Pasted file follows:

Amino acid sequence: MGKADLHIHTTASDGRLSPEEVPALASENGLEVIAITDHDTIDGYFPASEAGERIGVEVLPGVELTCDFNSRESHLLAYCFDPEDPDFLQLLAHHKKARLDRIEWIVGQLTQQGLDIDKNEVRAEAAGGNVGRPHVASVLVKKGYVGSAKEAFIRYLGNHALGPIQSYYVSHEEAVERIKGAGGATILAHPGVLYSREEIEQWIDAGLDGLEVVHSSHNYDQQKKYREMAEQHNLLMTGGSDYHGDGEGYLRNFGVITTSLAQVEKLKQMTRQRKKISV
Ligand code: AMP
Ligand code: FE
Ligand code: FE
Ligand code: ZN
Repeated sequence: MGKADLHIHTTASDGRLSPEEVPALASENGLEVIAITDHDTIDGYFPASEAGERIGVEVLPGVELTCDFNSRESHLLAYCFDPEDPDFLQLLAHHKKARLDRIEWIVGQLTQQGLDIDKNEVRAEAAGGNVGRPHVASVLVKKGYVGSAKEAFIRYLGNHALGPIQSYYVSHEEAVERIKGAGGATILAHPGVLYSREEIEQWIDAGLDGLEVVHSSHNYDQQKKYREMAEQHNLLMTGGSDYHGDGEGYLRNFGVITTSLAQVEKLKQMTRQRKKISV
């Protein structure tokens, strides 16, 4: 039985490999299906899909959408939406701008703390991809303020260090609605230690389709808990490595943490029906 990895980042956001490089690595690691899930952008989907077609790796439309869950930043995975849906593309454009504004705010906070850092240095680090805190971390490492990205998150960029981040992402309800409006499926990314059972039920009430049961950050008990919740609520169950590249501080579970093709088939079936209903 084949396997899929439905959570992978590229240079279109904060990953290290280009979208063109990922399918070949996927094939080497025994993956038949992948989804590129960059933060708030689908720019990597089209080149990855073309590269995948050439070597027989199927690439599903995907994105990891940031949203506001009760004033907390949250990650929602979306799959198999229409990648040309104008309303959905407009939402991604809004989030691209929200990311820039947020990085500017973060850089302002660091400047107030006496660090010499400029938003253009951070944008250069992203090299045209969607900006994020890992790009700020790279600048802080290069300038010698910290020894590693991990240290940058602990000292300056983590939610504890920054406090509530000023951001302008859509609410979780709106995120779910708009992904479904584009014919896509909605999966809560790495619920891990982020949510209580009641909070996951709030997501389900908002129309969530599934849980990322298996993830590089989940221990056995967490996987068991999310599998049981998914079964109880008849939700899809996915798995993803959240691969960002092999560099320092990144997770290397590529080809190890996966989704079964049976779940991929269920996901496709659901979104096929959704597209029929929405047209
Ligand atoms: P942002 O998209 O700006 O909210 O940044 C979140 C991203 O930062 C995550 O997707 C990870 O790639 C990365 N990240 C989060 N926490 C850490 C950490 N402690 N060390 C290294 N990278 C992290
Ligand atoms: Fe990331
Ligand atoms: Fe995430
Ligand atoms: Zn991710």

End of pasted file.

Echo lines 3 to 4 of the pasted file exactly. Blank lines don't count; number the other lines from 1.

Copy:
Ligand code: FE
Ligand code: FE